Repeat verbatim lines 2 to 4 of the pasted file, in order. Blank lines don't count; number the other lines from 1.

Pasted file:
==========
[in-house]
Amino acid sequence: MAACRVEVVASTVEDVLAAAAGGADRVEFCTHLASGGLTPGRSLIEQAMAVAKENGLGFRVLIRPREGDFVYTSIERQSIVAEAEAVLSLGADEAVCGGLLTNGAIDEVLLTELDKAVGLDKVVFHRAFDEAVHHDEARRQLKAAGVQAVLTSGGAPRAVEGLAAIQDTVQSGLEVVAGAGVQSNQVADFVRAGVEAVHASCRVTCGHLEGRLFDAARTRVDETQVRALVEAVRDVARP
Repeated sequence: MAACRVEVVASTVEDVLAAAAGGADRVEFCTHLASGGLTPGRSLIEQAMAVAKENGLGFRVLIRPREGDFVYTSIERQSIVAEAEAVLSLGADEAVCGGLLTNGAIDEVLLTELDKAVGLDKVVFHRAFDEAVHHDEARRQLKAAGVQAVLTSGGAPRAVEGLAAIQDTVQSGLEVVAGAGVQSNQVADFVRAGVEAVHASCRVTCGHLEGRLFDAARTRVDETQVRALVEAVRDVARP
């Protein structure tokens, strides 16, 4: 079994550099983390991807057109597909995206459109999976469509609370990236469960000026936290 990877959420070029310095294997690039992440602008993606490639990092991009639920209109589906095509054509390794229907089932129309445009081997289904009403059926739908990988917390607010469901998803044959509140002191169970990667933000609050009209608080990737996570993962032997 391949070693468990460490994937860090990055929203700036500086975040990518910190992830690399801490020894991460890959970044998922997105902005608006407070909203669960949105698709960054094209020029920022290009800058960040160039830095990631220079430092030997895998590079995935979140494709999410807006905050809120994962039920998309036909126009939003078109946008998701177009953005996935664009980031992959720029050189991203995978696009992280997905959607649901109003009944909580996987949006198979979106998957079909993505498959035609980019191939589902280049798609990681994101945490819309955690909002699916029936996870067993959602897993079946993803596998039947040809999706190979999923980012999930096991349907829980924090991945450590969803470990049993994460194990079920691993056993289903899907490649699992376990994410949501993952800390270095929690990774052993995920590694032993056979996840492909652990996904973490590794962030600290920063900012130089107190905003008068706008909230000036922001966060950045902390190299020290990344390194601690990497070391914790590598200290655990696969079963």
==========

Amino acid sequence: MAACRVEVVASTVEDVLAAAAGGADRVEFCTHLASGGLTPGRSLIEQAMAVAKENGLGFRVLIRPREGDFVYTSIERQSIVAEAEAVLSLGADEAVCGGLLTNGAIDEVLLTELDKAVGLDKVVFHRAFDEAVHHDEARRQLKAAGVQAVLTSGGAPRAVEGLAAIQDTVQSGLEVVAGAGVQSNQVADFVRAGVEAVHASCRVTCGHLEGRLFDAARTRVDETQVRALVEAVRDVARP
Repeated sequence: MAACRVEVVASTVEDVLAAAAGGADRVEFCTHLASGGLTPGRSLIEQAMAVAKENGLGFRVLIRPREGDFVYTSIERQSIVAEAEAVLSLGADEAVCGGLLTNGAIDEVLLTELDKAVGLDKVVFHRAFDEAVHHDEARRQLKAAGVQAVLTSGGAPRAVEGLAAIQDTVQSGLEVVAGAGVQSNQVADFVRAGVEAVHASCRVTCGHLEGRLFDAARTRVDETQVRALVEAVRDVARP
């Protein structure tokens, strides 16, 4: 079994550099983390991807057109597909995206459109999976469509609370990236469960000026936290 990877959420070029310095294997690039992440602008993606490639990092991009639920209109589906095509054509390794229907089932129309445009081997289904009403059926739908990988917390607010469901998803044959509140002191169970990667933000609050009209608080990737996570993962032997 391949070693468990460490994937860090990055929203700036500086975040990518910190992830690399801490020894991460890959970044998922997105902005608006407070909203669960949105698709960054094209020029920022290009800058960040160039830095990631220079430092030997895998590079995935979140494709999410807006905050809120994962039920998309036909126009939003078109946008998701177009953005996935664009980031992959720029050189991203995978696009992280997905959607649901109003009944909580996987949006198979979106998957079909993505498959035609980019191939589902280049798609990681994101945490819309955690909002699916029936996870067993959602897993079946993803596998039947040809999706190979999923980012999930096991349907829980924090991945450590969803470990049993994460194990079920691993056993289903899907490649699992376990994410949501993952800390270095929690990774052993995920590694032993056979996840492909652990996904973490590794962030600290920063900012130089107190905003008068706008909230000036922001966060950045902390190299020290990344390194601690990497070391914790590598200290655990696969079963």